An upcoming book on letterpress shops across the U.S. outlining 2 years of travels by Chris Fritton, The Itinerant Printer, describes Lead Graffiti like this :
"In a faceless corrugated steel warehouse in an industrial park just outside Newark, DE lies one of the most experimental letterpress shops in America, and doubtless, the world: Lead Graffiti. LG is the incorrigible, unpredictable, and uncompromising brainchild of Ray Nichols and Jill Cypher — a shop where the only rule is there are no design rules, and the thing you learn every day is that there’s always more to learn."
We couldn't have said that better ourselves.
When printing for you as the client, we typically use digitally-designed photopolymer plates to provide more typographic and image control for your project. We like big projects. Not necessarily in scale, but in impact. It might be 39 colors used to print a calendar, or it might be a Nobel Prize for 8th-grade students.
Our work is often created with handset, antique wood, and metal type. We like inventing projects that have a twist that keeps them from being like anything else we've ever seen.
if you're after something more historically accurate, OR perhaps something contemporary with that letterpress je ne sais quoi, you'll find both options available at Lead Graffiti.
Honestly, sometimes they don't quite work out. But every experiment and failure can be put on our shelf of ideas to be pulled down, massaged and spread across another sheet of paper at another time. We want to get to a place where we can say, "We're glad we went there."
Sometimes it is the piece.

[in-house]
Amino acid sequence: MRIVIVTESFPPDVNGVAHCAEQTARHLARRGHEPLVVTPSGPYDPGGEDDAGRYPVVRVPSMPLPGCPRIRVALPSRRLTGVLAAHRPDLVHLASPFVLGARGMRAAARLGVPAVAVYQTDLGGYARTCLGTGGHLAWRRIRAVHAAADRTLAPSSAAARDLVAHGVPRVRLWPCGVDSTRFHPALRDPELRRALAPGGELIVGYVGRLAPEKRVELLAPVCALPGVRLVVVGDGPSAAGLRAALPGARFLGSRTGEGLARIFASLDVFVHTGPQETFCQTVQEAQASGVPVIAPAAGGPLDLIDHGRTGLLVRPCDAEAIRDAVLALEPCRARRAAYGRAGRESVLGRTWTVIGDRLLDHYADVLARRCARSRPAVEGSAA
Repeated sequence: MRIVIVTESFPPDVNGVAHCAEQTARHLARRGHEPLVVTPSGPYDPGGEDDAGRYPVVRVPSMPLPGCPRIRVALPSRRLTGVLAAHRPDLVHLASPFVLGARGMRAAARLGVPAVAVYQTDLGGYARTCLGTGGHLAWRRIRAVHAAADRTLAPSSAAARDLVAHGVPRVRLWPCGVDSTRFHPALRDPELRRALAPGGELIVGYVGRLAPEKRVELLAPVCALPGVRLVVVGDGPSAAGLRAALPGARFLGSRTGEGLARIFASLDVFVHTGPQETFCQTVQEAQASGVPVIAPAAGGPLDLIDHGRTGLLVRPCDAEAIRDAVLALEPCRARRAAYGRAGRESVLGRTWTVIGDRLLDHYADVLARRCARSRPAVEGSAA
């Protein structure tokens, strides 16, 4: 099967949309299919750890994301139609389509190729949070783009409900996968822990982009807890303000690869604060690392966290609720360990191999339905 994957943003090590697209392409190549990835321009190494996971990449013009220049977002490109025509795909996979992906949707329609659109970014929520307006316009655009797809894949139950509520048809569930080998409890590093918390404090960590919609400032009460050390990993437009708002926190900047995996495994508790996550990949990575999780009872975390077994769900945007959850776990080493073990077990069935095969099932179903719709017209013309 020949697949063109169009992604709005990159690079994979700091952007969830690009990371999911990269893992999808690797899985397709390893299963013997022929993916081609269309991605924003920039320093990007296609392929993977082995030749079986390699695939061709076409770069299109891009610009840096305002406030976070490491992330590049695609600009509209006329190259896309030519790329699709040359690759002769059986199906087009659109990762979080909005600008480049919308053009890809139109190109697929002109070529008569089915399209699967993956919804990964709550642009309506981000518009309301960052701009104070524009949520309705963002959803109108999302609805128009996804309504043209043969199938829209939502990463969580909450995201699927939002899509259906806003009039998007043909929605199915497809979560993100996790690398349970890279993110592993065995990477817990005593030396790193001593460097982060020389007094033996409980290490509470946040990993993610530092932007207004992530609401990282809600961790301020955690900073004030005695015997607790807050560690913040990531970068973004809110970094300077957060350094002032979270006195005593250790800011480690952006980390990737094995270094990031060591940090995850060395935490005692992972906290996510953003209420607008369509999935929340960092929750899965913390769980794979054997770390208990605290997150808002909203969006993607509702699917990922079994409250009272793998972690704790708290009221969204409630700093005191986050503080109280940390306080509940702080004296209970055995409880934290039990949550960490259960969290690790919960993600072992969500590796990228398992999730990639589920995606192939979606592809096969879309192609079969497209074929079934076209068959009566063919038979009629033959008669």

Sometimes it is the story.
Chris Fritton got it just right
PROJECTS WITH A SENSE OF PERMANENCE, where the piece is a keepsake, and where possession of it makes others feel connected to you, are ideal for letterpress, whatever your style or quantity, from one of a kind to a thousand or more copies.
WE'RE ALWAYS LOOKING for that next great portfolio-quality project, so if you have something off-beat or out of the ordinary in mind, we might be interested. Here are a few projects (in no particular order) that we would like to get a crack at:
Contact us if you think you've got a contender that will at least get us closer to those goals.
When I taught I often talked about the importance of experiences and ideas as stepping stones to new experiences and ideas. Once on a field trip to Hagley Museum and Library to see an exhibition of designer Raymond Loewy, the group walked to the Brandywine River which runs next to the exhibition space. I got all of the students to stand on exposed rocks to create an illustration of "stepping stones." It didn't take long for someone from Hagley to tell us we weren't allowed on the rocks.
Too late. I already had the photo. Turns out my camera wasn't focusing right. Still a fun experience.
The photo at the top is taken from near the same spot, but at this point 16 years later the rocks have moved a lot and the arrangement was nearly so photogenic. Oh, well.
Here is a Hockneyish photograph of the group of students acting out on stepping stones.